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2018 was the beginning of the final arc of the process where small businesses (SMBs) are increasingly having the chance to sell like the big enterprise players. We don’t necessarily mean that SMBs will become $50B companies in the next year or two — they wouldn’t be SMBs anymore! — but you will keep seeing SMBs rising up and hitting tons of numbers and growing. Why is this happening and how can you take advantage of it in 2019 and 2020?

The relationship-to-value shift

This is still taking some time, but over the last five years, we’ve seen a shift away from relationship-selling and towards value-based selling. Bigger companies are usually very good at relationship-selling, because they can afford to pay guys with a lot of connections and have them work the “trade shows and steak dinner” angle. However, relationship-selling doesn’t scale very well. Once you run out of existing relationships or your best relationships change industry or roles, it becomes much harder to sell. You also put too much sales pressure on those with the relationships, and they burn out from travel and work. That shift to value-based selling, though, is important for SMBs. Bigger companies tend to be weak on value-based selling or at least to articulate the value properly. They have too many cooks in the kitchen on value proposition, so it often becomes unclear and they’re selling too much (multiple solutions), where it’s hard for a buyer to clearly see the value of what they’re getting. SMBs tend to struggle on relationships – especially when they enter a new market segment – and be much better on value. If that shift continues in the next 3-5 years (it will), it benefits the SMBs greatly.

You’re seeing a similar concept in the market with “brand” vs. “customer experience.” Brand is often largely about relationships and partnerships and functional associations. Customer experience is tied to the value the customer is getting, and how they actually feel about your brand. It’s a shift from relationships to value, and in the past 5-10 years, “branding” has become less valuable and the value you’re providing customers has increased in fiscal importance.

Affordable sales technology

This is largely because of the rise of SaaS, which is almost fully at scale, and the subsequent rise of subscription models. SaaS + subscription models means you can get relatively cheap — not in the bad way! — sales technology that offers you a good deal of functionality. If you’ve ever worked in any organization, you know the time of the sales force is usually extremely protected. They go to a lot less bullshit-type meetings than the rest of the company, and that’s only logical: they sell, so they can’t have their time tied up in stuff that honestly doesn’t matter that much. Well, affordable sales tech has helped do the same thing: lots of the dumb logistical issues that were crucial to sales 15 years ago can now be handled by the tech, which means you have more time to actually interact with prospects and buyers and showcase the value of what you have to offer.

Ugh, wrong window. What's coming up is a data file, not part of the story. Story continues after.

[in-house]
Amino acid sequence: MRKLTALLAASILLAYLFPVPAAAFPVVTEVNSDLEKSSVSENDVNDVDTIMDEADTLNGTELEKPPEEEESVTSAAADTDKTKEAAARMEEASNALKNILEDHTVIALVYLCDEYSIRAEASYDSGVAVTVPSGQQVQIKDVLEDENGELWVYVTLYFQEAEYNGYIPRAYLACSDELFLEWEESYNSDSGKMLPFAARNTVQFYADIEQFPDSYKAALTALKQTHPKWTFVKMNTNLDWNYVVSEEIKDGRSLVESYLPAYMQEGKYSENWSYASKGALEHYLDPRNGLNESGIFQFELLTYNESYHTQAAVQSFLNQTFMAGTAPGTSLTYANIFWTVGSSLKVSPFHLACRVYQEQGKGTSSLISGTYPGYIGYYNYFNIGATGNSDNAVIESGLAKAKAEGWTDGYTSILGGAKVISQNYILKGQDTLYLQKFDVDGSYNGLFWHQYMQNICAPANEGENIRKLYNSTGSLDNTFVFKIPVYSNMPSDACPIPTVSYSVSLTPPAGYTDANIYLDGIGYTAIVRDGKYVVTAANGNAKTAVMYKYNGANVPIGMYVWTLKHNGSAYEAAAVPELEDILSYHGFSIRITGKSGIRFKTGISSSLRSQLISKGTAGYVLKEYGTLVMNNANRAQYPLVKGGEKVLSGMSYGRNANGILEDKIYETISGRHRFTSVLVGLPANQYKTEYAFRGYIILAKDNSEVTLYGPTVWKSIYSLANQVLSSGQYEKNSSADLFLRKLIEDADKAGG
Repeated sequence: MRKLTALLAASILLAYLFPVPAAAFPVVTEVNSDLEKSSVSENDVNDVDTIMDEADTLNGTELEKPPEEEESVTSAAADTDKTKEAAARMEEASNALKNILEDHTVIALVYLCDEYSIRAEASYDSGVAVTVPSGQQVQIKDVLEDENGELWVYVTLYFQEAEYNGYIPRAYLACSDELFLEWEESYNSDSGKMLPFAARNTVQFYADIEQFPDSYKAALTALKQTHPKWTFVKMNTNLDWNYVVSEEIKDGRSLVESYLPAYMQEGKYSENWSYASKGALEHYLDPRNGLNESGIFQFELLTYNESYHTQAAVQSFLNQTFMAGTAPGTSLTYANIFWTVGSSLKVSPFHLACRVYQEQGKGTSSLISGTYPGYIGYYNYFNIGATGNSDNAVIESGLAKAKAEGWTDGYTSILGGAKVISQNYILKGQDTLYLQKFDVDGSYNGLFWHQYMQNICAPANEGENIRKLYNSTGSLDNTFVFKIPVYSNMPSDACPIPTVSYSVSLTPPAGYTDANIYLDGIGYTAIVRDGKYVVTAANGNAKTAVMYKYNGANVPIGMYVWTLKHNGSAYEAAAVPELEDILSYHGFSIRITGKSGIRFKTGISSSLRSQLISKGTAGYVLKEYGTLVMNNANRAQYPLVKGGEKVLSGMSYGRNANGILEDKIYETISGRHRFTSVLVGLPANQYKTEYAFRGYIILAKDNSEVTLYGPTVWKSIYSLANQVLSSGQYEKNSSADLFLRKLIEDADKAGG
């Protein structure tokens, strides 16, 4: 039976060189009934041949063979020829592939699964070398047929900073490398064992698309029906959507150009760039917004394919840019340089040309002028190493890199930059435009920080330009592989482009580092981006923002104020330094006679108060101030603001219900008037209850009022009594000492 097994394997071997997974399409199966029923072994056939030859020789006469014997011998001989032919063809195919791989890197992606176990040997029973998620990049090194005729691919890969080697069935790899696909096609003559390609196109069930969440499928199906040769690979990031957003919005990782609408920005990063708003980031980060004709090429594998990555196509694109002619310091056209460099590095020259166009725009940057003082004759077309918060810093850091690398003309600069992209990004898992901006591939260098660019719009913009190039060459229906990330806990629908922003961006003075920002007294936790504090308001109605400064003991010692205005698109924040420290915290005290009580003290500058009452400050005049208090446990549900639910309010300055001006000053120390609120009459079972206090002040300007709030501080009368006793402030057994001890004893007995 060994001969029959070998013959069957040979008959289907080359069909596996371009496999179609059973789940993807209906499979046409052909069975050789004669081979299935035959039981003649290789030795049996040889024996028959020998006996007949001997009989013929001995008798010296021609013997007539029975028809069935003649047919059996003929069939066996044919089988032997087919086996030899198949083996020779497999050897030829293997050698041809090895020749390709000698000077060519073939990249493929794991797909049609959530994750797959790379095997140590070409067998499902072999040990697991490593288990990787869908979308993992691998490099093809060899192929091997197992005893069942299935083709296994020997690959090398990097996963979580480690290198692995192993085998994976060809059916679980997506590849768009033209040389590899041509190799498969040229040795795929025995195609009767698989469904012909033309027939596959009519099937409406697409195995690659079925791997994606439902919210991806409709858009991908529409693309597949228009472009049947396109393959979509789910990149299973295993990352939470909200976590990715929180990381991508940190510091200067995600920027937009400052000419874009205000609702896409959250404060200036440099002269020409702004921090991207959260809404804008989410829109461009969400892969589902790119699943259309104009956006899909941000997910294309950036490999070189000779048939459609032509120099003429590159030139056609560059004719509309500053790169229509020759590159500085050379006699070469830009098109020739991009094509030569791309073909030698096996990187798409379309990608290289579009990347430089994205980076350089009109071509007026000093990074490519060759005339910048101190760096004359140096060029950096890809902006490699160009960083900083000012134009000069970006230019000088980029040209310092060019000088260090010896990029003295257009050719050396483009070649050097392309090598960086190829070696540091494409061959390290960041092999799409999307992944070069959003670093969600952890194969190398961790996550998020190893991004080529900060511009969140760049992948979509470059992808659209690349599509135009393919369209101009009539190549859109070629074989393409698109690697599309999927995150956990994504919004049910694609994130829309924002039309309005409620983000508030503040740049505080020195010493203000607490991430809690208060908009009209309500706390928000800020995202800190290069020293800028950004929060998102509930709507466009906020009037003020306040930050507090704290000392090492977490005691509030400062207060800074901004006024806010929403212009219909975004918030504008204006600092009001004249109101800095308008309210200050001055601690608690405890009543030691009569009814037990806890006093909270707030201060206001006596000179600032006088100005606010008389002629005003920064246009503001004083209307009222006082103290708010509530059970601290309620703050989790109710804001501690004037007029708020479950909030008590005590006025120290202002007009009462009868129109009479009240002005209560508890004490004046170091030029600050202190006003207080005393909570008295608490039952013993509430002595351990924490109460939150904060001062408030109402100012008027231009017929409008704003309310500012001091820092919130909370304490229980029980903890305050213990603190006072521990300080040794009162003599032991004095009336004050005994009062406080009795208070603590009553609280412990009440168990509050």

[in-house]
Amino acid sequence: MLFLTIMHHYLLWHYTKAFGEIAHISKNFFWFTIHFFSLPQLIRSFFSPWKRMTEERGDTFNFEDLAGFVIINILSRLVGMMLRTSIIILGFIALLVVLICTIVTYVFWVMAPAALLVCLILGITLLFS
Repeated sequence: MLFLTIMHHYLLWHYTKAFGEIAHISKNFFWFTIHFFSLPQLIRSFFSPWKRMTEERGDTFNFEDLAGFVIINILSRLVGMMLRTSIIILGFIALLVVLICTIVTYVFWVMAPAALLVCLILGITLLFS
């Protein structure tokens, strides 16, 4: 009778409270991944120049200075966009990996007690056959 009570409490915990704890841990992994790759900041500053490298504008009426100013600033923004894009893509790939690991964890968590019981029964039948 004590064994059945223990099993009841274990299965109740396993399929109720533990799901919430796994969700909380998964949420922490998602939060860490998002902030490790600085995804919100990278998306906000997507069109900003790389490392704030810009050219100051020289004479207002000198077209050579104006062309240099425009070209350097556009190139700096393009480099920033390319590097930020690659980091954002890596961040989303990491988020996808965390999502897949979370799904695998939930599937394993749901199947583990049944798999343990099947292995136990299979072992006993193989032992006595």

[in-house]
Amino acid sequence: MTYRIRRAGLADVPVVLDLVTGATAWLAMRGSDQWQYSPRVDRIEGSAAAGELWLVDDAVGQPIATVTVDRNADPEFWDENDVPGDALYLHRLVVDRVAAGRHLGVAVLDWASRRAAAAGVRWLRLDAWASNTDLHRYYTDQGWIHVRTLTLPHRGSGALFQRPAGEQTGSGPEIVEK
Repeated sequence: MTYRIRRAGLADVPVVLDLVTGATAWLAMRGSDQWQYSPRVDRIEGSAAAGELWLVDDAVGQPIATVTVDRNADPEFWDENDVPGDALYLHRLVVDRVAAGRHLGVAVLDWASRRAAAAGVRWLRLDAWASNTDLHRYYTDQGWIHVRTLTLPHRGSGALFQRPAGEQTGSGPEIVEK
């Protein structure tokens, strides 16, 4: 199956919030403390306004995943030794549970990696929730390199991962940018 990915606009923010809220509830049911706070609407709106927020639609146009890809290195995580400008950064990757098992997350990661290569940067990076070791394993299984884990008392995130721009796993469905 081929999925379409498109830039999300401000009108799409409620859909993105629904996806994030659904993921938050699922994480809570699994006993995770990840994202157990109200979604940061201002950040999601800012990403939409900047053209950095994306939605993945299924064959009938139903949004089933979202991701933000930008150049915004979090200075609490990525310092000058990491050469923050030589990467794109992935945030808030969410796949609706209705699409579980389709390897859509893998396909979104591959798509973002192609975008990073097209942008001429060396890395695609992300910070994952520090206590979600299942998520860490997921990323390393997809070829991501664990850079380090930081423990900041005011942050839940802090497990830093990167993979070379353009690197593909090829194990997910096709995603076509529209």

The maturation of sales outsourcing

You’re increasingly seeing a split between Sales Development Reps (SDRs) and Account Executives (AEs), which is good for business in a few ways. SDRs find prospects and engage them, than AEs work demos and close deals. This typically leads to more effective, structured processes for Go-To-Market, Lead Generation, and overall Sales Execution. And as with tech, you’re seeing more affordability in the outsourcing of these services. We offer a 1-2-3 growth plan, for example, that’s significantly cheaper than building an internal team. It also contains less risk, as internal hires can always flop, but outsourced services contain established professionals who know the landscape and how to fit product to market. Specialization of roles and cost reduction in outsourcing have been hugely beneficial for SMBs looking to hyper-grow.

Ted Bauer
About the author

I help companies to market their content in the most effective way.